Talent Management is a task traditionally given to HR that looks at:
- Talent Acquisition: finding the best possible suited candidates to hire for the company;
- Talent Development: providing learning and development opportunities for hires that allow personal and professional growth on the employee’s side and a more competitive knowledge and operational talent pool on the company’s side;
- Talent Retention: setting up incentives (e.g. rewards, advancements, transitions, trainings) so that acquired and developed talents and their competences will want to remain within the company.
While Talent Acquisition, Talent Development and Talent Retention have all very different targets, they can’t be seen independently of each other. Talent Management is then seen as an overall strategy with three subtasks, and addressing it as such ensures coherence between the three subtasks, which is in turn fundamental to maintain balance and focus on the strategic talent goals of the organization.
Talent Management in Practice
1 – Define Values, Goals and a Vision
Developing an appropriate strategy requires clear steps and a solid basis built onto clear Values, Goals and Vision.
A decision what these three components should be comes from balancing of three other factors:
- what the market requires from your company;
- what the business objectives of the company require; and
- what the people working in the organization are willing to agree to.
Fundamentally, setting values, goals and vision for your framework also means setting the basis for your organization’s culture. Culture is of course one of the pillars on which a company’s stability and resilience rely on, as it is pervasive and resilient to change. Once your culture is set and solidified, it becomes difficult to steer in different directions – in other words, you can’t be too careful in making a decision at this stage as whatever the result, it is what you’ll most likely have to live with – both in terms of talent management and culture!
2 – Design your Strategy
Once your values, goals and vision are defined, you can then start breaking down your strategy into its three subtasks, i.e. acquisition, development, retention. If you start addressing them separately without defining your basis by going through step 1, in fact, you’d risk a lack of coherence between the three, leading to an internal strain, potential conflicts and lack of clarity.
That said, each component has its own differences and heavily depends on your organization and goals, in other words: the strategy for talent acquisition development will be different from the ones for talent development and talent retention, and they should all be addressed individually in the overall framework.
3 – Set up indicators and an assessment system
As you develop each component of your strategy, you want to keep an eye open for measuring how engaged your people are in the organization and how satisfied they are of your strategy with respect to their values and goals.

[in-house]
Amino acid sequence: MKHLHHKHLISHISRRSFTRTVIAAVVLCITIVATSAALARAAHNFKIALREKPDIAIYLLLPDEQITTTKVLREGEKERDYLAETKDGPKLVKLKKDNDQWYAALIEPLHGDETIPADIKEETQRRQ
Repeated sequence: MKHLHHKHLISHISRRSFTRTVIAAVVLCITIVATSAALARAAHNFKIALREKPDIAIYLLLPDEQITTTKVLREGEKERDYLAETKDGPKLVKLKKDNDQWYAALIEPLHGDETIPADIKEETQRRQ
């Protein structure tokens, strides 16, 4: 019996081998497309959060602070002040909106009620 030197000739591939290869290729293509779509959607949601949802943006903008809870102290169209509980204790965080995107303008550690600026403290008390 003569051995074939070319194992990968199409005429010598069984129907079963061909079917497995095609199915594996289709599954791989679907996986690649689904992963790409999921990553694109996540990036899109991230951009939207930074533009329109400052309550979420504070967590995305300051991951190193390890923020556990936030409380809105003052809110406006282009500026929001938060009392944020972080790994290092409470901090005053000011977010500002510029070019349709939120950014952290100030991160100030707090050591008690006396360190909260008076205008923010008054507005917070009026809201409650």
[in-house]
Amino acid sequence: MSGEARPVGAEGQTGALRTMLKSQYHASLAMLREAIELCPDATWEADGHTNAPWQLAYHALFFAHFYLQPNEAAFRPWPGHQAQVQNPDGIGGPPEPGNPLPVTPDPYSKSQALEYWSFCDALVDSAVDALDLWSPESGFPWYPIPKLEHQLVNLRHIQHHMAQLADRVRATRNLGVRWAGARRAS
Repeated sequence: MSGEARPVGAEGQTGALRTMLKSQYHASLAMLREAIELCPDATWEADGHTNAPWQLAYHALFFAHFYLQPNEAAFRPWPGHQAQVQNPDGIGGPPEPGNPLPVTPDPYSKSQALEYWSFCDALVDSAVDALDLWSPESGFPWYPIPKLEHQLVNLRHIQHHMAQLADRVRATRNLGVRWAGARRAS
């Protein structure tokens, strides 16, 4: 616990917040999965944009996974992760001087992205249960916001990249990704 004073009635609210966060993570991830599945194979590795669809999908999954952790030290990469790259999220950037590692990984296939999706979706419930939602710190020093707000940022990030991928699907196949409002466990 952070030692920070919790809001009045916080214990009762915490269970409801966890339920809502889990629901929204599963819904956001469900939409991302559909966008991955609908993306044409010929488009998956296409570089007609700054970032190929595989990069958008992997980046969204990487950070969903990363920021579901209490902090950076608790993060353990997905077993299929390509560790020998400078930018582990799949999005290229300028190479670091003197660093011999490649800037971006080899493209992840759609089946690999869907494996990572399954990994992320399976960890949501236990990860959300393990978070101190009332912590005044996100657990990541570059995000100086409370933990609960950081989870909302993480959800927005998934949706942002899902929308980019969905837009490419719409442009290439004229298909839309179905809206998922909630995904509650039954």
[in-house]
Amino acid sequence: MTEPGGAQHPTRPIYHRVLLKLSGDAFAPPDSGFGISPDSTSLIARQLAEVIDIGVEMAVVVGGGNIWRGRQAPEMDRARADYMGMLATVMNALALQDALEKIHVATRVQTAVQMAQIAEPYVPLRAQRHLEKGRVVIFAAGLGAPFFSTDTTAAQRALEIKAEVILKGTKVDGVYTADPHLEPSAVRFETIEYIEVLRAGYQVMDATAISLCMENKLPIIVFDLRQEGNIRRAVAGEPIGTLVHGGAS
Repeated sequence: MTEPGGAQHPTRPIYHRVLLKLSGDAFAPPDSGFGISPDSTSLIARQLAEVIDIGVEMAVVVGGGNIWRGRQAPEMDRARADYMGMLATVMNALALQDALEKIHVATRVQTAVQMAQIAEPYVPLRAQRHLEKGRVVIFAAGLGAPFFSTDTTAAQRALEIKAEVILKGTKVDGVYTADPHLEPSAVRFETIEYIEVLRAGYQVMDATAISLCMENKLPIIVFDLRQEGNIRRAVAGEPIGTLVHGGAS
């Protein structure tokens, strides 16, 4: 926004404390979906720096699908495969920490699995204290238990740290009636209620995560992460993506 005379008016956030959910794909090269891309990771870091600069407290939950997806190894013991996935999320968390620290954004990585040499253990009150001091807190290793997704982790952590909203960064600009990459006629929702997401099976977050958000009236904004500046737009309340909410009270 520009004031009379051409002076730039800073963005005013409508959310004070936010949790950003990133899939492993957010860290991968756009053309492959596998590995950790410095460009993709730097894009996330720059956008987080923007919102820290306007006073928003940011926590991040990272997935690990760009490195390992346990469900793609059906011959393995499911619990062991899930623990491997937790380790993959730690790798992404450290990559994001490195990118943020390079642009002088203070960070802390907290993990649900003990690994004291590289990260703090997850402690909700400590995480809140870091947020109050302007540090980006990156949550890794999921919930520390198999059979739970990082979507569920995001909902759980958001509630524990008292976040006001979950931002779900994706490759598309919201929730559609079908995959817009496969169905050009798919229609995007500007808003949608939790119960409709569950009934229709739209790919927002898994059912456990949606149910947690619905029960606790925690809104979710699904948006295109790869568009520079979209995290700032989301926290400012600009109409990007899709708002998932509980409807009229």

People are the main focus of talent management, and they are the only ones capable of giving you directions on where to take the next steps in your strategy. Because of this, you want to have clear ways of understanding their signals, which you will need to set up and be transparent about. Once you open this communication channel, you will be able to continuously steer your strategy to match the internal feedback you receive with what the market requires of you, allowing you to maintain the balance between the three strategy components.
Talent Management and performance vs potential
Traditionally, management systems internal to an organization look mainly at the short-term productivity of an employee: the more efficient or profitable, the more interesting for the organization to keep, and vice versa. With Talent Acquisition becoming increasingly competitive within Talent Management, also thanks to the use of technology, a medium-to-long-term perspective on the person is becoming relevant as well. Simply put: potential looks at what someone’s performance could be in a specific amount to time with proper management, training and development, and incorporates it in the decision-making process.
Because of the increasing availability of smarter talent acquisition systems using advanced algorithms or AI, finding good talent specific to the company is becoming an increasing challenging task. For this reason, Talent Management is seeing a shift in weight towards Talent Development and Talent Retention: once you have found good talent, you want to do all you can to refine the person’s skills and encourage him or her to stay, as that would relieve the pressure on the Talent Acquisition side.
Talent Management and skills
Talent Management has traditionally focused more on hard skills, i.e. skills necessary to purely be better or more efficient in delivering assigned tasks, for example providing advanced knowledge of a specific programming language within an IT project.
In recent years, however, the importance of soft skills effect on a company’s performance has also been recognized and accepted. As such, and not without difficulty, organizations have started providing training on communication, leadership, emotional intelligence, conflict management, for example. While these have no direct and measurable impact on the organization’s performance, they have heavy impacts on the general organizational culture, well-being, happiness and team engagement.
This soft skills focus also has contributed to shifting the weight towards Talent Development and Talent Retention – to the point that some companies have established internal academies that explicitly include hard and soft skills in equal weight.